A Monday Morning Memo from The Wizard of Ads
Matthew wants a career writing miracle-producing ads, so he goes to college to refine his skills. Journalism instructors teach Matthew to present the facts in an objective manner: “The goal of the journalist is always to inform, never to persuade.” Creative writing instructors teach Matthew how to use words to thrill and entertain. Matt graduates with honors, and for the next thirty-seven years makes a good living by writing ads that inform and entertain the public. But rarely do Matt’s ads persuade. (No college in America offers a course called “Persuasive Writing.” Why is this?)
Unlike news stories and entertainment, ads don’t receive the committed attention of the public. Therefore, the ad writer must engage the imagination of an unwilling mind and transfers an entirely new perspective in less than sixty seconds.
Which writer conveys an entirely new perspective in a tight economy of words? Who always opens with a commanding First Mental Image and summarizes with stinging simplicity? Who can teach us to write ads that truly persuade?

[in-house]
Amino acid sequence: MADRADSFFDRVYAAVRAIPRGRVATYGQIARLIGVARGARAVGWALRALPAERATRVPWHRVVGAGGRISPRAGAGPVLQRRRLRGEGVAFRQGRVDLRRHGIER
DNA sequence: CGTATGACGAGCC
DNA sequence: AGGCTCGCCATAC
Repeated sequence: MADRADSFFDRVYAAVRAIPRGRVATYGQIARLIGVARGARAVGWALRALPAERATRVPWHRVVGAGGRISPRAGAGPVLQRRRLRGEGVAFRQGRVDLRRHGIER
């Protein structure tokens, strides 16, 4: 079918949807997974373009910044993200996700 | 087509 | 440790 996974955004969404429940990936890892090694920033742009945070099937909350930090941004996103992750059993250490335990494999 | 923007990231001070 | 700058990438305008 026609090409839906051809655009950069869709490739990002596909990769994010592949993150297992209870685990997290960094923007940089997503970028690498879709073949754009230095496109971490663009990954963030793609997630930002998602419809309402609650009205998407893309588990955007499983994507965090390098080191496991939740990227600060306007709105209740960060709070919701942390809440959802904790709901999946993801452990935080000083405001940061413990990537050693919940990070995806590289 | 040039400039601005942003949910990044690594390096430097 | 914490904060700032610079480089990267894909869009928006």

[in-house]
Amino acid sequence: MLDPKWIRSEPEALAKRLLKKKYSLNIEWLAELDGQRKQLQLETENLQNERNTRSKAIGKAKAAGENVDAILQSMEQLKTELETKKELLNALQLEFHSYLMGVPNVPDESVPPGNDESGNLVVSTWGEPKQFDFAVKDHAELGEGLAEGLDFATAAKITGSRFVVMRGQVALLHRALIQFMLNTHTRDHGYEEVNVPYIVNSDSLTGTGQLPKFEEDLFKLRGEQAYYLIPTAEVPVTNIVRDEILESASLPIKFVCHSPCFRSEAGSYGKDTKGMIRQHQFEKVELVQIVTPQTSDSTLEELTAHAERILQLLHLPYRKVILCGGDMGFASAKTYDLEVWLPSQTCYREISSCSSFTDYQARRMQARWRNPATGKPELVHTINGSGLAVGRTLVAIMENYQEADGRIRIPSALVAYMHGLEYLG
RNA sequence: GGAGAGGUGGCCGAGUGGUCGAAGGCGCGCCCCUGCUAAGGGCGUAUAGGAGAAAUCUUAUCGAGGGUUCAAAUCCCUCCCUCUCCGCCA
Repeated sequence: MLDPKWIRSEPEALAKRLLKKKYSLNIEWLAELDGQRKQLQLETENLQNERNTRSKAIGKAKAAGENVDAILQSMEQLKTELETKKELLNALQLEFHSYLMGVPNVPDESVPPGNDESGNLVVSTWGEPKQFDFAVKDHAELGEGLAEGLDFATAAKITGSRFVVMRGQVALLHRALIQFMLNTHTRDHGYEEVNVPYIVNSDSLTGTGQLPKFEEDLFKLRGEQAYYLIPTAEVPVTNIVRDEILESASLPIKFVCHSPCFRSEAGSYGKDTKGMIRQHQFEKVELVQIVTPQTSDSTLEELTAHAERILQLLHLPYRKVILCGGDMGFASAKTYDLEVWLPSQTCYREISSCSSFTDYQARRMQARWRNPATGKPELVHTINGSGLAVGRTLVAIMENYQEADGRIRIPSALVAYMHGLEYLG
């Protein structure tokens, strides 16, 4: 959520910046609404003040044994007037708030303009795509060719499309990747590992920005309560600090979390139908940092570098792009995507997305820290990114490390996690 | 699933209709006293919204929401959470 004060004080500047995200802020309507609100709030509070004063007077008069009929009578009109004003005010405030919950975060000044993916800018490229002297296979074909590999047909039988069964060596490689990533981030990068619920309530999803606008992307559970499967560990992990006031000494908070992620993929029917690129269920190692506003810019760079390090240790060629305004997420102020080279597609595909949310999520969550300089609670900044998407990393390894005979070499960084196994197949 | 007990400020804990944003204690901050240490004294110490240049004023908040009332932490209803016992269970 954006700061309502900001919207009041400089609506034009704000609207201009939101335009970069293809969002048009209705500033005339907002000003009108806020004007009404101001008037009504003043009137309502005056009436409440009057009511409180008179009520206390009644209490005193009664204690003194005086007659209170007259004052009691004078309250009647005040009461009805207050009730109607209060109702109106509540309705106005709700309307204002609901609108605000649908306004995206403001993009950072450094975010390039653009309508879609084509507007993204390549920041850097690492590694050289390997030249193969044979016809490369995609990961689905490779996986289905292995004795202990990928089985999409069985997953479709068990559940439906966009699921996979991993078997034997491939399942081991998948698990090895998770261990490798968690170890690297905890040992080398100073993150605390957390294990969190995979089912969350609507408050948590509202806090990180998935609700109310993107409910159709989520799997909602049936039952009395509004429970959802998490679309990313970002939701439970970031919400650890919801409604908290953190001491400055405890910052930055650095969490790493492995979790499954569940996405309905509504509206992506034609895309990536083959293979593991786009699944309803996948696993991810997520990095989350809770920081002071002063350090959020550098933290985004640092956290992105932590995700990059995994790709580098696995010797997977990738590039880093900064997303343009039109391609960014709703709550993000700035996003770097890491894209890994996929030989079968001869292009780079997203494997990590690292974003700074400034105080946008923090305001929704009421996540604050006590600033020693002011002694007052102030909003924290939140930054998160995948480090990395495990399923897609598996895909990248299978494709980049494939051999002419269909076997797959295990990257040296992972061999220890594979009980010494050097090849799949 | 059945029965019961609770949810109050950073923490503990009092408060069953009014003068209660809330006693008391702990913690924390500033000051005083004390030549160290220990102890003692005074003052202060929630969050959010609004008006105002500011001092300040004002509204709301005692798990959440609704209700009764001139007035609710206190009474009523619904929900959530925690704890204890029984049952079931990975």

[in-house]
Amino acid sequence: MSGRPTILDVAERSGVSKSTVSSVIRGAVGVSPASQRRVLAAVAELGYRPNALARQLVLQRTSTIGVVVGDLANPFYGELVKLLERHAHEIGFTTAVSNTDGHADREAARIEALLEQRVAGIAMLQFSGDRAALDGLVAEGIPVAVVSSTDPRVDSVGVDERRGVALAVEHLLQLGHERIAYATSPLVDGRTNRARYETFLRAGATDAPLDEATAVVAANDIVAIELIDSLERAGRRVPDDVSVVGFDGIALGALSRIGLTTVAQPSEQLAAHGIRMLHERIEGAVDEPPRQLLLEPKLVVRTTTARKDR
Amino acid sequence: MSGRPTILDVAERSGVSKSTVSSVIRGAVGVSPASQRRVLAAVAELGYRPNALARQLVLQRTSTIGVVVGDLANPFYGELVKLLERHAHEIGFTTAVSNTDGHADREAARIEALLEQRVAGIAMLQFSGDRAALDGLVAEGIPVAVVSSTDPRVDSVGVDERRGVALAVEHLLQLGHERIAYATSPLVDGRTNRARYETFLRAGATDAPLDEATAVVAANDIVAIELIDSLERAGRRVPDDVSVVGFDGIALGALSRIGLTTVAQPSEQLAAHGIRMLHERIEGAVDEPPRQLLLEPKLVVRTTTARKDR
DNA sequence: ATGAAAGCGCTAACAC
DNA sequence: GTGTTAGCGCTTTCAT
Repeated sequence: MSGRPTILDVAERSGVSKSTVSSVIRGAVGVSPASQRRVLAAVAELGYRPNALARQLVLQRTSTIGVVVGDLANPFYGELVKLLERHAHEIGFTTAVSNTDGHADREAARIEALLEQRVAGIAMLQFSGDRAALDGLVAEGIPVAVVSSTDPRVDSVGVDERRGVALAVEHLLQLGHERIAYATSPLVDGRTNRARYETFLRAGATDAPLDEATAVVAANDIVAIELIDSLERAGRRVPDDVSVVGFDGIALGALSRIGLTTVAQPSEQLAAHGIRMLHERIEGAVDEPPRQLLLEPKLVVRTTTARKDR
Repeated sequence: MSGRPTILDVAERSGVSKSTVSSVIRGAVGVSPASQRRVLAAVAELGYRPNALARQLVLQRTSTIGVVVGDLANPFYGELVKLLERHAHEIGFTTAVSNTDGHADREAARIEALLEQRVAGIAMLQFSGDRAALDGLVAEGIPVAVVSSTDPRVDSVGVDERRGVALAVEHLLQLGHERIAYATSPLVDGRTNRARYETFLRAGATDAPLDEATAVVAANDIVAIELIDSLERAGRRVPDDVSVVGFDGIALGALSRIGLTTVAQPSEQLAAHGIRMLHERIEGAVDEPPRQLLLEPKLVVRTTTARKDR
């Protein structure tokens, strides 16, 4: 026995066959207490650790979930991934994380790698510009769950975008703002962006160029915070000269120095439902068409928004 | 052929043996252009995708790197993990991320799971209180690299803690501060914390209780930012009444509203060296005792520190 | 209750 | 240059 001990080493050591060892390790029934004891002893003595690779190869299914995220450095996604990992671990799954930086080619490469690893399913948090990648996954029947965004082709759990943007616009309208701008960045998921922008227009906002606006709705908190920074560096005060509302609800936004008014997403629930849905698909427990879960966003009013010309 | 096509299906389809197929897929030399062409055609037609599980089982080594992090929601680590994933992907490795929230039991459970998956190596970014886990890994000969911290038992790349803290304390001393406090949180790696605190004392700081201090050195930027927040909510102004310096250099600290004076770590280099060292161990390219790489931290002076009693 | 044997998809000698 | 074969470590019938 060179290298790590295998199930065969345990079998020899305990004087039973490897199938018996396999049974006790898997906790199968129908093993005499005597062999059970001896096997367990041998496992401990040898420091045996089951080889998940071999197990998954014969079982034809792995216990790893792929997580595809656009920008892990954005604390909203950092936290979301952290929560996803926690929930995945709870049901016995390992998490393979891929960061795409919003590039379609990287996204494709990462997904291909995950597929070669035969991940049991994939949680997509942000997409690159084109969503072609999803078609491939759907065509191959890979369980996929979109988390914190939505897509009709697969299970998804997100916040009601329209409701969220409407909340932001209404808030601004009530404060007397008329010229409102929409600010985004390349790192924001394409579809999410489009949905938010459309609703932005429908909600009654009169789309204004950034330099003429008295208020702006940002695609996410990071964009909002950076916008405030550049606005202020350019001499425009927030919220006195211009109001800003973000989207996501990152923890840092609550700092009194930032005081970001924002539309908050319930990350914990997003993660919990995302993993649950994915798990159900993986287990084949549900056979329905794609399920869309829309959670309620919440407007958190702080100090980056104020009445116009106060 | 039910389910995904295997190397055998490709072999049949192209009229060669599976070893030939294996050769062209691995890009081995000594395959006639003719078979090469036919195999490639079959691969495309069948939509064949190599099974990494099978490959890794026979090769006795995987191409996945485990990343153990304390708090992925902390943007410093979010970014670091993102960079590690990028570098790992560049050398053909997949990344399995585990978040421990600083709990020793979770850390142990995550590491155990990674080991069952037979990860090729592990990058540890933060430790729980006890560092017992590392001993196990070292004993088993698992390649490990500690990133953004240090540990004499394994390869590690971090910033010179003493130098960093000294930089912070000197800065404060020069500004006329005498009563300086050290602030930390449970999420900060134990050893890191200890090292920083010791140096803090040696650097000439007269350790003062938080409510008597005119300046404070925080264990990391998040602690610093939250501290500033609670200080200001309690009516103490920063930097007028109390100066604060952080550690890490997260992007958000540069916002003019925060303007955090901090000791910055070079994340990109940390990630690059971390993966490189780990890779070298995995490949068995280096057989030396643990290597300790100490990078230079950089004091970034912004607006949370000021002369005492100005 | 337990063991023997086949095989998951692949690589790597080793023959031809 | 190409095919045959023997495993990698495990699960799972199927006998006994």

While the journalist seeks to inform us and the creative writer entertains, it is The Poet who changes how we see the world. Using unpredictable words in unusual combinations, The Poet seizes the mind with an engaging First Mental Image, then leads us sharply down his path of words to a stunning, Last Mental Image and a whole new way of thinking.
Words are the most powerful force there has ever been. If you will illuminate the mind, win the heart, inspire the public and change the world, you must drink deeply from the well of Poetry. Only by gazing into those deep waters can you see the place where miracles begin.
Roy H. Williams
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Words at the beginning of a list are more easily recalled than words which are in the middle. This is known among psychologists as the Primacy Effect. Words at the end of a list are more easily recalled as well, due to a phenomenon known as the Recency Effect. Primacy and Recency make it essential that ads begin and end memorably. The worst possible way to begin an ad is with small talk, yet this is exactly how you and I begin nearly every conversation. Even more rarely will we conclude our talk with a poignant and stinging summary, yet this is exactly how we must end our ads if we want our information to be remembered.
“When his ad writer is a Poet,
the business owner will be a King.”